We have all been in a position when we have been out in the field and seen a flower we do not immediately recognise and so we get out our field guide and start thumbing through the pages looking for a picture that matches the flower we are looking at. There is more to identifying flowers than finding a picture match and this aid tries to help you by providing a series of filtering options which can be used to narrow down some suggestions that direct you to the best candidates to look at in your field guide. You can tap/click the species photograph to see more information about a species in the Nature of Dorset database which may also help.
Just to emphasise this tool is not intended to provide you with a positive identification on its own and is best used with a good field guide or other identification resource.
The wild flower identification aid presents you with four questions:
- What colour was the flower?
- What month did you see it?
- In what habitat was it growing?
- What family of plants does it belong to?
You can answer as many of these questions as you feel you can and the system will then present a selection of photographs for flowers that match the answers you have given. The more information you give the tighter the choices you will receive and you may find it is best to answer just two and look at the results and then try a different combination of two answers and see if there are overlaps and if some species occur in all combinations you use!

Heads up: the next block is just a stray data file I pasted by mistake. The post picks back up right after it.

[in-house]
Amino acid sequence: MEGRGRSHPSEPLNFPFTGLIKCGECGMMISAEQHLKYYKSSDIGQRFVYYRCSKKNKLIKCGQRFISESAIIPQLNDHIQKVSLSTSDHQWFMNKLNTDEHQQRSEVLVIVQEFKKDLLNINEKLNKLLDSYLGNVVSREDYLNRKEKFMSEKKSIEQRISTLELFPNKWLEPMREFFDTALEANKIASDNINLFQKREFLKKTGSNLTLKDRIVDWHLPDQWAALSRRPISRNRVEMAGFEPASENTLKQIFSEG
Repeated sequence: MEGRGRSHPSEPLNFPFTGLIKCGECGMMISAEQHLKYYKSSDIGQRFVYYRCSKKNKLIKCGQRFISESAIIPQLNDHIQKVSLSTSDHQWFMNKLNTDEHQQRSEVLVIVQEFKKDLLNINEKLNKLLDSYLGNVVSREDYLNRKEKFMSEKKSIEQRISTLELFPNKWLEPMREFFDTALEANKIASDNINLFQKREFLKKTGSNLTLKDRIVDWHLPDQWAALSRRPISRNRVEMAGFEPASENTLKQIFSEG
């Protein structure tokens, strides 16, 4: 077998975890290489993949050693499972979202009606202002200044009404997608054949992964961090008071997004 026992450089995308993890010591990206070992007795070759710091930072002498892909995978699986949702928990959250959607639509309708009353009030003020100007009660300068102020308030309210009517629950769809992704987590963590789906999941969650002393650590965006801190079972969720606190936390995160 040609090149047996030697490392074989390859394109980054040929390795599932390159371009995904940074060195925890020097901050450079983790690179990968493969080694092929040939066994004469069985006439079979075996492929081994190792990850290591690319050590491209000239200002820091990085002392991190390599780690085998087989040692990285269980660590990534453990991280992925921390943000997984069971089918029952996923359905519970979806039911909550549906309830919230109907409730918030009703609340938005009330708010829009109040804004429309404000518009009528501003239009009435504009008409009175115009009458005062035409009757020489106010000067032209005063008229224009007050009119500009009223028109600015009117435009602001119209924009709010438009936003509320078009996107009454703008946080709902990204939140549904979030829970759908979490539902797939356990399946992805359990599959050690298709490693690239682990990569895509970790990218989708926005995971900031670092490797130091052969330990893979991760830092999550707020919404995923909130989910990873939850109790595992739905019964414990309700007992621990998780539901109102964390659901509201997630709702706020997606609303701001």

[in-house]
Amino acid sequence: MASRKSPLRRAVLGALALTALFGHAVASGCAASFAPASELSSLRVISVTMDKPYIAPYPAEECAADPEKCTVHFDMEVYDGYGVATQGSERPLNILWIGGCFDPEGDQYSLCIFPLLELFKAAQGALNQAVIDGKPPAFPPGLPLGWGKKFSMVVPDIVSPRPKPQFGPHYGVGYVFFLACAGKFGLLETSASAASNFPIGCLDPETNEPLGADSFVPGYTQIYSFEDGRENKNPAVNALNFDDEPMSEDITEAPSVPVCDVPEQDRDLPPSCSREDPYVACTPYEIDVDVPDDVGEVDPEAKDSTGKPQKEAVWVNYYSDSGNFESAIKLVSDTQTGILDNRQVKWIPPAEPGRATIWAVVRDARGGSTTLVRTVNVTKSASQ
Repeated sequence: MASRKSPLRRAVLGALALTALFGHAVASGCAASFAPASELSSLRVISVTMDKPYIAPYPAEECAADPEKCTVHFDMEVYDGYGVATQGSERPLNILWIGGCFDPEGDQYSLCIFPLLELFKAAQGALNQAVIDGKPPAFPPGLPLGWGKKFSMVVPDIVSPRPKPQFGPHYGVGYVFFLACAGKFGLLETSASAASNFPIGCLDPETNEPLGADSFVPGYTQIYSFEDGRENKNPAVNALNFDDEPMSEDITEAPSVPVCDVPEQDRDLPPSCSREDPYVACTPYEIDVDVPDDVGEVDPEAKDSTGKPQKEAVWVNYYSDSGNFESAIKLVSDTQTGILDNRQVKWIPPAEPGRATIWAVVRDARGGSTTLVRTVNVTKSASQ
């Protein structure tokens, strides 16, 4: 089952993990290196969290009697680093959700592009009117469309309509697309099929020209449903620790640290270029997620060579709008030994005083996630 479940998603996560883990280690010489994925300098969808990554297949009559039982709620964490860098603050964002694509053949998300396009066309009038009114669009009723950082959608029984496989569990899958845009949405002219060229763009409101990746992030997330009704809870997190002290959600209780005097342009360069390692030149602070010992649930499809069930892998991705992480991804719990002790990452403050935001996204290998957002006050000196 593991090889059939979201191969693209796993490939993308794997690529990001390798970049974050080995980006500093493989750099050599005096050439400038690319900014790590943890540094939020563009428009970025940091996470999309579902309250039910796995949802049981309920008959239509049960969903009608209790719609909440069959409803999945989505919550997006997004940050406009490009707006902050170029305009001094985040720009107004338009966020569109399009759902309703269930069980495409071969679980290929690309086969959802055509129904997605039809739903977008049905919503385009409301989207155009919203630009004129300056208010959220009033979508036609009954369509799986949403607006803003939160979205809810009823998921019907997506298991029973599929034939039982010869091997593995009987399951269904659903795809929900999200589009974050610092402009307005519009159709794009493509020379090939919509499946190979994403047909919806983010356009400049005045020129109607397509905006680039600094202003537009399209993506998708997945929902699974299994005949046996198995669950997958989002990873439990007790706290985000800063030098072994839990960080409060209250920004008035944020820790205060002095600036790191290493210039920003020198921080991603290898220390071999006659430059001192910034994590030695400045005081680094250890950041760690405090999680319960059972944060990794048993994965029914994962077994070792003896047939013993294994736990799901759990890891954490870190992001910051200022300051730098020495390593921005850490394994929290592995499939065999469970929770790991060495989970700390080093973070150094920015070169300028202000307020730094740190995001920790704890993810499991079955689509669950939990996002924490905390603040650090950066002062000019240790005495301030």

Answers to these questions can be very subjective and your perception may not match mine and therefore be prepared to try different answers and different combinations of answers if you do not find what you are looking for with your first attempt. This aid is based on MY observations in DORSET (England!) and as a result:
- It will not be a comprehensive list, only those 500 or so species that are most likely to be seen in Dorset
- The data is Dorset based and may not be true for other counties in the United Kingdom but it may still be a useful tool for people living in other parts of the country
- The data given can only be general as a single enthusiastic person cannot visit every square metre of Dorset and recoord every flower they see!
What colour is the flower:
Identifying plants by the colour of their flower is fraught with difficulty! To botanists it is just one of many factors taken in to account in identifying a species but a casual observer will usually only notice one thing - the colour of the flower! Here are some of the problems encountered identifying plants by flower colour alone:
- People interpretations of a colour will vary undoubtedly vary. Men and women see colours differently, for example, and what I see as purple may be pink to others
- Some plants occur in different colours. Bluebells and violets, for example commonly occur in white and so in this aid I have used only their more normal form
- Some plants have multiple coloured flowers so I have tried to use the dominant colour in this aid